Israeli government defends backtrack on egalitarian prayer plan at the Kotel

The Israeli government has justified a decision not to implement a compromise agreed with non-Orthodox Jewish movements over the Western Wall


The Israeli government has justified its decision not to implement a plan to upgrade the egalitarian prayer space at the Western Wall in Jerusalem.

Israel’s Supreme Court had ordered the government to respond to a request to reconsider its suspension of the plan which had been announced early last year.

The proposal was to expand the egalitarian prayer compound at the southern end of the Kotel, linking to the main plaza and placing it jointly under the supervision of the Reform and Masorti movements.

But under pressure from Orthodox politicians in the coalition, the government retreated from the plan - although it has indicated it will make some improvement to the egalitarian facility which is currently separated from the main plaza.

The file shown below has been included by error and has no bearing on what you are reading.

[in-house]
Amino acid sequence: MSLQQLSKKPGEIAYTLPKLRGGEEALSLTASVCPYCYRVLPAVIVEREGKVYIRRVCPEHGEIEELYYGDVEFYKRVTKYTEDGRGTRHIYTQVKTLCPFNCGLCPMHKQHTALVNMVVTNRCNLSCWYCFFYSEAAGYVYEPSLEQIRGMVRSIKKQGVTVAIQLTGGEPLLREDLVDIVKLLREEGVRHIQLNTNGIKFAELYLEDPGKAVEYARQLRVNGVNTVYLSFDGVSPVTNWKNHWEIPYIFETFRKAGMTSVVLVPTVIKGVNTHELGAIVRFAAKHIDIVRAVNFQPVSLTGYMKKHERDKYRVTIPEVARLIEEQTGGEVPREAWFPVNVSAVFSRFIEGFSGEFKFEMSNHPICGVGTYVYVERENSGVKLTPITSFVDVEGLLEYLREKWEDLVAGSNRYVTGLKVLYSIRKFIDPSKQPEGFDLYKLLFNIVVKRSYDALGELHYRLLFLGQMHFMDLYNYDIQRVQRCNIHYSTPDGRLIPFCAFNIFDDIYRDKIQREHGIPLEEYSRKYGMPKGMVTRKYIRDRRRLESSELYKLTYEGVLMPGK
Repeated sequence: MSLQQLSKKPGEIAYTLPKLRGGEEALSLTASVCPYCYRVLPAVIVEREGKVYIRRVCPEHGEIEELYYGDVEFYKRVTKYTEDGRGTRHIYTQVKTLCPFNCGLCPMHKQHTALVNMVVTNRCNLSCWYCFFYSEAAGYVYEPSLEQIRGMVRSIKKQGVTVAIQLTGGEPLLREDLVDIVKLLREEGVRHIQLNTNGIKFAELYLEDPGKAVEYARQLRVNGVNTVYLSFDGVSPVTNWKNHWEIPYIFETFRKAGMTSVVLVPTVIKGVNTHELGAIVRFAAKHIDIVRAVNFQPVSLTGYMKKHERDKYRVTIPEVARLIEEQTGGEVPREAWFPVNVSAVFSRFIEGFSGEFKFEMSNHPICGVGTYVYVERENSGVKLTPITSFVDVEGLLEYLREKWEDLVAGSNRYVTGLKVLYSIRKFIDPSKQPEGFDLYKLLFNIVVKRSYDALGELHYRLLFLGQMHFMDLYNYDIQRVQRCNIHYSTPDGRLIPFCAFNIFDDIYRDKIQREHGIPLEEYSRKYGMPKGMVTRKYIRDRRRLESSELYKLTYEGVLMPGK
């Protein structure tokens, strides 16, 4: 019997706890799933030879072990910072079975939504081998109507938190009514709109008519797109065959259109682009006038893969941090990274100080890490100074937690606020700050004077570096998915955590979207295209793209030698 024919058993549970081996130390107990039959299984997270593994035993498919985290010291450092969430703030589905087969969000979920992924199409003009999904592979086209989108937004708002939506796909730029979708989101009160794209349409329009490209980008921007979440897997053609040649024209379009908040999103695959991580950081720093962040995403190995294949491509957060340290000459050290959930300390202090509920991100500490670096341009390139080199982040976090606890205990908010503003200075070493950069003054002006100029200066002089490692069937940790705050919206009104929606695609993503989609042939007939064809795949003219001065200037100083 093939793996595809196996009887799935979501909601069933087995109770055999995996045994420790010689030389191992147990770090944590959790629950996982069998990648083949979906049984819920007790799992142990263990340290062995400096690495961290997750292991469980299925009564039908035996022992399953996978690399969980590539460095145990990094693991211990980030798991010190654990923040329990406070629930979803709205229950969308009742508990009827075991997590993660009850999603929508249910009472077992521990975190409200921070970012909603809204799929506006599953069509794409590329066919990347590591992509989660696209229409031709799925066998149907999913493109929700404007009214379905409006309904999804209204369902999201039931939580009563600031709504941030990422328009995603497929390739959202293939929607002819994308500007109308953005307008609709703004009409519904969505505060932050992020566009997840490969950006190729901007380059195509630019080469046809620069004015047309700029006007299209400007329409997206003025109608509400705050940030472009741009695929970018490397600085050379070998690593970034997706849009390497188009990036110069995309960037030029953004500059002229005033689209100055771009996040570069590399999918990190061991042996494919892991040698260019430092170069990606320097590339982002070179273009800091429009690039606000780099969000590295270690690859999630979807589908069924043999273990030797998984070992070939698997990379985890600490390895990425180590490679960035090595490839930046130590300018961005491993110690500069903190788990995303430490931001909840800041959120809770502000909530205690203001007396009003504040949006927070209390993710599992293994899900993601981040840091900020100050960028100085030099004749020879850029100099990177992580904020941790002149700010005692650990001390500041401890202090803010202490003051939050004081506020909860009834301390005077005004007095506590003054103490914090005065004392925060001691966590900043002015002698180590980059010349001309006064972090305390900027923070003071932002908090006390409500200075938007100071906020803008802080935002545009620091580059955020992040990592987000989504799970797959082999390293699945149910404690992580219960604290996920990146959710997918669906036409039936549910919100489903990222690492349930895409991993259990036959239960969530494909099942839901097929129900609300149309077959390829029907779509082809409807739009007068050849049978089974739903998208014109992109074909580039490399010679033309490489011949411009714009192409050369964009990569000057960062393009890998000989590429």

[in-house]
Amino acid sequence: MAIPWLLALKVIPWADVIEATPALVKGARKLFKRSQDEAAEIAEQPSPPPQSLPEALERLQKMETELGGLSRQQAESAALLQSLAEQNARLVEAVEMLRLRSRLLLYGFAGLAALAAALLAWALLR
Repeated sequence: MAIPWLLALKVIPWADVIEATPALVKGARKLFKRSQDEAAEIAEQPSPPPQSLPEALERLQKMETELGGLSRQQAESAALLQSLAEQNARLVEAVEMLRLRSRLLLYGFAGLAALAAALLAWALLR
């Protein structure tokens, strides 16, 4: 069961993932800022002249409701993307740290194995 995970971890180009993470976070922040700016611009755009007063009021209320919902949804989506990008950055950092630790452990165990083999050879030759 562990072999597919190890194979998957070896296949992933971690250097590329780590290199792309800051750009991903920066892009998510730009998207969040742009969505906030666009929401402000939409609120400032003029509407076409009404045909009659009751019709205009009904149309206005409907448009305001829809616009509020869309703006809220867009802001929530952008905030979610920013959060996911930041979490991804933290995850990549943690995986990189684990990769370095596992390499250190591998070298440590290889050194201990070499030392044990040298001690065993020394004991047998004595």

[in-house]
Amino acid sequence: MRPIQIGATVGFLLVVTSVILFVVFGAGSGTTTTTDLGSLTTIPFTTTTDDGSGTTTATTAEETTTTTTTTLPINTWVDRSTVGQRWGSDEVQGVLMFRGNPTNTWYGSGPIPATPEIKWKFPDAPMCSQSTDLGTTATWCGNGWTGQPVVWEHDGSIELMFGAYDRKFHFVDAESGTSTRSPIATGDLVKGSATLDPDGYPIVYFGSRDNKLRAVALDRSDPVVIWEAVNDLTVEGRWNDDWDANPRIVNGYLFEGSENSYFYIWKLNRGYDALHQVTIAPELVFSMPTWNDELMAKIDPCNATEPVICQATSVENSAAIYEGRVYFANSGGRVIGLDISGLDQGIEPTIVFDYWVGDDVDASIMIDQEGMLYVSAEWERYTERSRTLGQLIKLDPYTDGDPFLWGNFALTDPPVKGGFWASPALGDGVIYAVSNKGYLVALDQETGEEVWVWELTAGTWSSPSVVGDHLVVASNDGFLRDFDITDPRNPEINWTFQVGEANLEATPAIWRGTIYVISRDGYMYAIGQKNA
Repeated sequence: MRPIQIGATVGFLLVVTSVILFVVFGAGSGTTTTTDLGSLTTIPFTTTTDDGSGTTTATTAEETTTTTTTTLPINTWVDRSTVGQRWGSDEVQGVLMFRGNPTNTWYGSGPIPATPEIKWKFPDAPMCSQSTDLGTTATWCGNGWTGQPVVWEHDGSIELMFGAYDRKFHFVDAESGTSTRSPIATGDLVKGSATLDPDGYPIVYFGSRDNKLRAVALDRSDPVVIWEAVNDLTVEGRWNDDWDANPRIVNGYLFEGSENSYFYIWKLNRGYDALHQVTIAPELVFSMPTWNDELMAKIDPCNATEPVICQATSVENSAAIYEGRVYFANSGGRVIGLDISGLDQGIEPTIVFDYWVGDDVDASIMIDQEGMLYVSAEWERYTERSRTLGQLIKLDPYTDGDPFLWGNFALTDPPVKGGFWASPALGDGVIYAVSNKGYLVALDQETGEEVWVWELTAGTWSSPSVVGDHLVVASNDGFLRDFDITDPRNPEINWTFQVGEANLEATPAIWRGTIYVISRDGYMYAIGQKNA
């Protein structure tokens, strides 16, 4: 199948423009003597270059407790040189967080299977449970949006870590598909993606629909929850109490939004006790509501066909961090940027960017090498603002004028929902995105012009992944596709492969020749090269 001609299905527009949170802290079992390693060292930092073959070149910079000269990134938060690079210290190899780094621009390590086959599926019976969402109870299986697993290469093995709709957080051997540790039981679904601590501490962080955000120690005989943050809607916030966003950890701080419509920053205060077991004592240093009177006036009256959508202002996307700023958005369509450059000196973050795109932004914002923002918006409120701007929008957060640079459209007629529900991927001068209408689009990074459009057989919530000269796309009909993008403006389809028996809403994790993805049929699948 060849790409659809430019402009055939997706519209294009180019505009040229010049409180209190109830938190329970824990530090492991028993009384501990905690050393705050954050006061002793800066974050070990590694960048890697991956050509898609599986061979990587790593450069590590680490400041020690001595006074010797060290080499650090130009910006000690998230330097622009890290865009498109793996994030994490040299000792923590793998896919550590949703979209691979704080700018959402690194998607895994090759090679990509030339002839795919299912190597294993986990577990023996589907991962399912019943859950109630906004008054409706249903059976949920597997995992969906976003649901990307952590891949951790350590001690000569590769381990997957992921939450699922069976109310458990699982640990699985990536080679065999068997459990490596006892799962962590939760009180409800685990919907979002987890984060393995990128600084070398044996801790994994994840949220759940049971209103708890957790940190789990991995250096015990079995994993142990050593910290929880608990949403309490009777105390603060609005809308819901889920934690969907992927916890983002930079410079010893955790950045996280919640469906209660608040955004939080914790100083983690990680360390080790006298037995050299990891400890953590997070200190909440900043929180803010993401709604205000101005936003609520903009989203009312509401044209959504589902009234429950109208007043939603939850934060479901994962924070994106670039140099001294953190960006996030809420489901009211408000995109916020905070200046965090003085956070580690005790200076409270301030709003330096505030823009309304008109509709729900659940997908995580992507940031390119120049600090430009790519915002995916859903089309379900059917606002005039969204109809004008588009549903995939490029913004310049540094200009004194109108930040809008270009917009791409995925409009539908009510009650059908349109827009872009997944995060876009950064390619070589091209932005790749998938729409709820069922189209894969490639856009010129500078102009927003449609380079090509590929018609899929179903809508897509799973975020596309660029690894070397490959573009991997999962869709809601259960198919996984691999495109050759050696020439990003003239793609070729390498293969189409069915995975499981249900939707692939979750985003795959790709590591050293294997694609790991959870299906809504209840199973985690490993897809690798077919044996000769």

Israel’s Attorney-General argued that the arrangements at the wall were a matter for government policy rather than for the courts to intervene.

Now the Supreme Court will have to decide whether to rule on a petition from the non-Orthodox movements and the campaign group Women of the Wall.

Prime Minister Benjamin Netanyahu was pressed over the issue in a meeting with American Jewish leaders during his visit to the States this week.

According to JTA, former Democratic presidential candidate Bernie Sanders and six other senators also wrote to him.

“As United States senators and as Jews proud of the historic and powerful bond between our two nations, we write to express our deep concern about recent Israeli government decisions that continue to reject the equality of Judaism’s non-Orthodox movements,” they said.

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